Late last night, legislators came to an eleventh hour agreement to choose Washington kids over multimillionaires. By fixing Washington state’s estate tax, lawmakers have prevented the loss of nearly $160 million in resources that go to educating children.
Closing the estate tax loophole is a good place to start, but much more still has to be done to ensure that adequate resources are included in a final budget agreement. Closing ineffective tax breaks and making additional technical corrections would generate revenue that could be used to invest in creating jobs and growing our economy.
The estate tax fix (House Bill 2075) prevents the loss of roughly $160 million in refunds ($97 million) and lost collections ($63 million) due to last year’s Bracken decision. The agreement goes beyond addressing the court ruling and makes broader changes.
Specifically, HB 2075;
- Allows the exemption (currently for estate’s worth up to $2 million) to increase annually by a measure of inflation;
- Increases the rates for the wealthiest households, making the tax more progressive overall;
- and provides a $2.5 million deduction for small businesses. Estates with larger business interests, defined as those with a total value greater than $6 million, would not be eligible to claim this deduction.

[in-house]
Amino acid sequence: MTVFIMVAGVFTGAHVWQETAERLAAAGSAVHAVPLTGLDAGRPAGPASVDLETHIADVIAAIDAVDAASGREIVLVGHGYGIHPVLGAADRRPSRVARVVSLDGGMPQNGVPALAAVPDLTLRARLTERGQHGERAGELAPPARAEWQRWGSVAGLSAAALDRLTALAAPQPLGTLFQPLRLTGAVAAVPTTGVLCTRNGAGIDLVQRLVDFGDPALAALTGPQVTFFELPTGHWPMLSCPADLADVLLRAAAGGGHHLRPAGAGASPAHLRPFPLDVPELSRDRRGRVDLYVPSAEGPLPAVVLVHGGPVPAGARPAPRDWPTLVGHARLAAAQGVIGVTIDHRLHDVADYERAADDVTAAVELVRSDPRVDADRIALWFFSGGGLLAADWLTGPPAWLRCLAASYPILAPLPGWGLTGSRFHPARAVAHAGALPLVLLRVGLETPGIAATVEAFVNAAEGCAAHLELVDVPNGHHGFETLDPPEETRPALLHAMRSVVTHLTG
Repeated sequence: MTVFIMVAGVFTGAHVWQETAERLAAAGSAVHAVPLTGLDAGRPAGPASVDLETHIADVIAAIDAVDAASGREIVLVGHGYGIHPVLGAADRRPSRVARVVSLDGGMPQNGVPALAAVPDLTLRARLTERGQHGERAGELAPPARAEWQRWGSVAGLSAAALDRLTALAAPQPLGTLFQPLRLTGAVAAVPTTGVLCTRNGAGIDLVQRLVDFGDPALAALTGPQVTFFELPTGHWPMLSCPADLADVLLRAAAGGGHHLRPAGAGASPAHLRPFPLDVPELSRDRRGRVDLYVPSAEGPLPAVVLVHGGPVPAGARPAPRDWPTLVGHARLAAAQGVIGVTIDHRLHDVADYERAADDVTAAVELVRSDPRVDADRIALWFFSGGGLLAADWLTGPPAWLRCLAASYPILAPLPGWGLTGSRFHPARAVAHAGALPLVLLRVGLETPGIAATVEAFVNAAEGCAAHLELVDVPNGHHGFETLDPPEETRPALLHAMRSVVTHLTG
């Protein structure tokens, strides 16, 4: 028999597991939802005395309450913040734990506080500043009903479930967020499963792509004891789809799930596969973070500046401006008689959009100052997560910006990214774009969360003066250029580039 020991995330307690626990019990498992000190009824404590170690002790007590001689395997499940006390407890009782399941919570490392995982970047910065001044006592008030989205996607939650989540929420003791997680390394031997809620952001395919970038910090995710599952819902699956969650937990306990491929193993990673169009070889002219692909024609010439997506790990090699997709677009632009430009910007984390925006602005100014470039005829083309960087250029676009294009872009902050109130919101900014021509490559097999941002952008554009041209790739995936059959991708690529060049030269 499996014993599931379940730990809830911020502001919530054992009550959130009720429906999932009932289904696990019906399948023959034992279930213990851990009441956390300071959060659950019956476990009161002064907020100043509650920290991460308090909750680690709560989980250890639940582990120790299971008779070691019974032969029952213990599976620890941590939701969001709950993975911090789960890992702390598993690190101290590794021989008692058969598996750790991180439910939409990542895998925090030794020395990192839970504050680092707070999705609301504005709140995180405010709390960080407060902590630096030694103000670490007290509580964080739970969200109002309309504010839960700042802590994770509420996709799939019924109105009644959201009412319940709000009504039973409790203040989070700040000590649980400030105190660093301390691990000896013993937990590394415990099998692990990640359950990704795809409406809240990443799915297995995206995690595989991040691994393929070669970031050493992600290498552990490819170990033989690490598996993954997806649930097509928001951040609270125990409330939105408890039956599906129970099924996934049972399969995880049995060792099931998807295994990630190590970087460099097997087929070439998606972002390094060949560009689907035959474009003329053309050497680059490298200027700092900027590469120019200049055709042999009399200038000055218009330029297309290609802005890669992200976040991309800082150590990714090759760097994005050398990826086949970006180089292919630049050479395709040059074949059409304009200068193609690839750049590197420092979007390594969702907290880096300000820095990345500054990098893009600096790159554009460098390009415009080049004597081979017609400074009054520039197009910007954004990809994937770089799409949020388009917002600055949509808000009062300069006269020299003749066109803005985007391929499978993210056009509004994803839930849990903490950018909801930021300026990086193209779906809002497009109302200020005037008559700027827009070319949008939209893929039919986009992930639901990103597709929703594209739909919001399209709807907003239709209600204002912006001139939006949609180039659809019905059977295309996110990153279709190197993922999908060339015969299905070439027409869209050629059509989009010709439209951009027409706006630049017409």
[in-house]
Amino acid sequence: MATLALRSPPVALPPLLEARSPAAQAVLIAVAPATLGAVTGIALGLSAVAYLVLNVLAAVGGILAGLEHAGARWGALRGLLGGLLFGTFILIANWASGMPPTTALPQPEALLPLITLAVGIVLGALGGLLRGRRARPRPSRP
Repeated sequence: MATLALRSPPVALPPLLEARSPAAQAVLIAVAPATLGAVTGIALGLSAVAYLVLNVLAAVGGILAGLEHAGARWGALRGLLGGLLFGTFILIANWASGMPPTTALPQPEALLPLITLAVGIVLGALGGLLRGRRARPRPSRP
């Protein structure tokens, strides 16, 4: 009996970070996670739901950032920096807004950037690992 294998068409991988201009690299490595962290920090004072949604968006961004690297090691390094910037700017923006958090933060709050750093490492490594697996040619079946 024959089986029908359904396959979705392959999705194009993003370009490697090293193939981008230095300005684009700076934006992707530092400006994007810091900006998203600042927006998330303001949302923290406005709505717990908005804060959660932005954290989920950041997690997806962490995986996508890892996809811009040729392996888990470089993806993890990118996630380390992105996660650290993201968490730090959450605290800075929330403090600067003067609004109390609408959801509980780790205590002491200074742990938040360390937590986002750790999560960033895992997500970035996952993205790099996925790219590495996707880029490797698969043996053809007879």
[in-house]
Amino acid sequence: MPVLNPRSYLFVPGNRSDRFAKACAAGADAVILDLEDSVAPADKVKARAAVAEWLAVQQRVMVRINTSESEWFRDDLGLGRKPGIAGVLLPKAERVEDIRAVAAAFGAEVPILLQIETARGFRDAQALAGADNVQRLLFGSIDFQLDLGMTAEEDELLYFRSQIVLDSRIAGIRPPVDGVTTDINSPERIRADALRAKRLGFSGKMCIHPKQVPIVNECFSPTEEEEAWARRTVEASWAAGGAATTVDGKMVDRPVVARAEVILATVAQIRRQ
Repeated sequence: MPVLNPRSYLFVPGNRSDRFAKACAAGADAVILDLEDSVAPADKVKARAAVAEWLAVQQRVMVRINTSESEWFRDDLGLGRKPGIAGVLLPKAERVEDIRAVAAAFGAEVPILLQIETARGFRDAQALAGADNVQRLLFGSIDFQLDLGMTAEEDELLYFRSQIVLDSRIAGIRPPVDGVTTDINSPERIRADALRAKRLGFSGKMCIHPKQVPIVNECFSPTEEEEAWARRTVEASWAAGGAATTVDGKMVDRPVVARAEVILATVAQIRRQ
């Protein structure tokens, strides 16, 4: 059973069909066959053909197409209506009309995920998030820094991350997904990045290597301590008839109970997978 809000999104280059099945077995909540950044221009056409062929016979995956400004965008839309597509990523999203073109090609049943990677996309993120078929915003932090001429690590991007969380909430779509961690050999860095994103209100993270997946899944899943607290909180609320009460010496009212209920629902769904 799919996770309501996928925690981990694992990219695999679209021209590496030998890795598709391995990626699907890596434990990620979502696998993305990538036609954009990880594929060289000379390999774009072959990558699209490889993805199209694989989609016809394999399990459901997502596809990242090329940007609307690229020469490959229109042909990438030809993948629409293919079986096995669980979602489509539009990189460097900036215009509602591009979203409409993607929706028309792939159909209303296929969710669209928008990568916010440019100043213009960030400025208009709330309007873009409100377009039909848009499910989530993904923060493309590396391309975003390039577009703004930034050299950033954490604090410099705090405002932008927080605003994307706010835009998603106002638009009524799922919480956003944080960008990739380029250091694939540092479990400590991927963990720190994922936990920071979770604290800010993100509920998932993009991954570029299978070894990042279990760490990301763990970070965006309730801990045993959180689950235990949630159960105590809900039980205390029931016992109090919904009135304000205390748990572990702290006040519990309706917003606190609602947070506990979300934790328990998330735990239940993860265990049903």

Lawmakers should build on this momentum and look for additional ways to bolster resources such as closing ineffective tax breaks and addressing the way our state taxes telecommunication companies.
The House and Senate budgets take very different approaches to generating additional resources. Overall, the House proposes to raise roughly $255 million in revenue by closing tax loopholes currently on the books. Yet, only $47 million of this revenue is actually included in their budget proposal. The remainder ($208 million) must be approved by the passage of HB 2034, which proposes to close or narrow six additional tax breaks in order to invest more in education.
The Senate’s budget proposal closes zero tax breaks, and moves in wrong direction by creating 14 additional loopholes which would cost just over $11 million in the next budget cycle. Independent of its budget, the Senate proposes to raise $47 million in new revenue by transforming the sales tax exemption for Oregonians into a refund program (SB 5871).
Both the House and the Senate have proposed – the House in its budget and the Senate in SB 5873 – to eliminate the sales tax exemption on residential telephone services thus normalizing tax treatment for traditional, wireless and cable telecommunications companies. The fix protects $110 million dollars in resources in the next biennium while also protecting the state from future lawsuits from telecommunication firms.
Any final budget must include additional revenue to grow our economy and build the middle class. Lawmakers have a choice – working families, seniors and kids, or ineffective and outdated tax breaks.
Originally published at Budget & Policy Center